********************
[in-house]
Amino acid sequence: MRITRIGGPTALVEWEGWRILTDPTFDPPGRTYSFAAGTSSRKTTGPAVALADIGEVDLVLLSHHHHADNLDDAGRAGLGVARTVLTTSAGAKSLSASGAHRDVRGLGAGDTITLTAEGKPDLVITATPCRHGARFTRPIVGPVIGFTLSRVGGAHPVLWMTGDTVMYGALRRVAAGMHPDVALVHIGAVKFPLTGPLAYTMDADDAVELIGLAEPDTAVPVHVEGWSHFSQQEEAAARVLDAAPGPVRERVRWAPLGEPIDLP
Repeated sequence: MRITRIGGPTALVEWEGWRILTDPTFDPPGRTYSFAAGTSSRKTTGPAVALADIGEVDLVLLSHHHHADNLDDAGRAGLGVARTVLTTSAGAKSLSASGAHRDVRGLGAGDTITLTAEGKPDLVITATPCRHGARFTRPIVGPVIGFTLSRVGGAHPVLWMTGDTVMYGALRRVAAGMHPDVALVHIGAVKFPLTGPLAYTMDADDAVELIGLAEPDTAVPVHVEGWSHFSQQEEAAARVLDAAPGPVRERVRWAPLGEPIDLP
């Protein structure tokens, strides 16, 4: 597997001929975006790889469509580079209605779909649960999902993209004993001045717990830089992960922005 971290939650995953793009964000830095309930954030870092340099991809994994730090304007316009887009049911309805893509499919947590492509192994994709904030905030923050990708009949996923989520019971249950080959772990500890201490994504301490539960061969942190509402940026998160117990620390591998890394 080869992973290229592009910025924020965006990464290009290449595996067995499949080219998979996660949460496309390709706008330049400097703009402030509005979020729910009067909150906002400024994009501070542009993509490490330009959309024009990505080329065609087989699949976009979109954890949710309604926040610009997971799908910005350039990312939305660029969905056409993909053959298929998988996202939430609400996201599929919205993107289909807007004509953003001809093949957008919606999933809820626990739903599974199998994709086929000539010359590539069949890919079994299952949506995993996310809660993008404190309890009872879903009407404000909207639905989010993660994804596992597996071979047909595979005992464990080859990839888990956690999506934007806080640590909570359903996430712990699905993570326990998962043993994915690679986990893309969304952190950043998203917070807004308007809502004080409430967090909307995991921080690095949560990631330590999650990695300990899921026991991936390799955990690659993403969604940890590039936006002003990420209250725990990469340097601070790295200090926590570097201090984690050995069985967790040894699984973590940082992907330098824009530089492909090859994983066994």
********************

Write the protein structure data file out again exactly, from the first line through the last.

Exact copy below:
[in-house]
Amino acid sequence: MRITRIGGPTALVEWEGWRILTDPTFDPPGRTYSFAAGTSSRKTTGPAVALADIGEVDLVLLSHHHHADNLDDAGRAGLGVARTVLTTSAGAKSLSASGAHRDVRGLGAGDTITLTAEGKPDLVITATPCRHGARFTRPIVGPVIGFTLSRVGGAHPVLWMTGDTVMYGALRRVAAGMHPDVALVHIGAVKFPLTGPLAYTMDADDAVELIGLAEPDTAVPVHVEGWSHFSQQEEAAARVLDAAPGPVRERVRWAPLGEPIDLP
Repeated sequence: MRITRIGGPTALVEWEGWRILTDPTFDPPGRTYSFAAGTSSRKTTGPAVALADIGEVDLVLLSHHHHADNLDDAGRAGLGVARTVLTTSAGAKSLSASGAHRDVRGLGAGDTITLTAEGKPDLVITATPCRHGARFTRPIVGPVIGFTLSRVGGAHPVLWMTGDTVMYGALRRVAAGMHPDVALVHIGAVKFPLTGPLAYTMDADDAVELIGLAEPDTAVPVHVEGWSHFSQQEEAAARVLDAAPGPVRERVRWAPLGEPIDLP
């Protein structure tokens, strides 16, 4: 597997001929975006790889469509580079209605779909649960999902993209004993001045717990830089992960922005 971290939650995953793009964000830095309930954030870092340099991809994994730090304007316009887009049911309805893509499919947590492509192994994709904030905030923050990708009949996923989520019971249950080959772990500890201490994504301490539960061969942190509402940026998160117990620390591998890394 080869992973290229592009910025924020965006990464290009290449595996067995499949080219998979996660949460496309390709706008330049400097703009402030509005979020729910009067909150906002400024994009501070542009993509490490330009959309024009990505080329065609087989699949976009979109954890949710309604926040610009997971799908910005350039990312939305660029969905056409993909053959298929998988996202939430609400996201599929919205993107289909807007004509953003001809093949957008919606999933809820626990739903599974199998994709086929000539010359590539069949890919079994299952949506995993996310809660993008404190309890009872879903009407404000909207639905989010993660994804596992597996071979047909595979005992464990080859990839888990956690999506934007806080640590909570359903996430712990699905993570326990998962043993994915690679986990893309969304952190950043998203917070807004308007809502004080409430967090909307995991921080690095949560990631330590999650990695300990899921026991991936390799955990690659993403969604940890590039936006002003990420209250725990990469340097601070790295200090926590570097201090984690050995069985967790040894699984973590940082992907330098824009530089492909090859994983066994």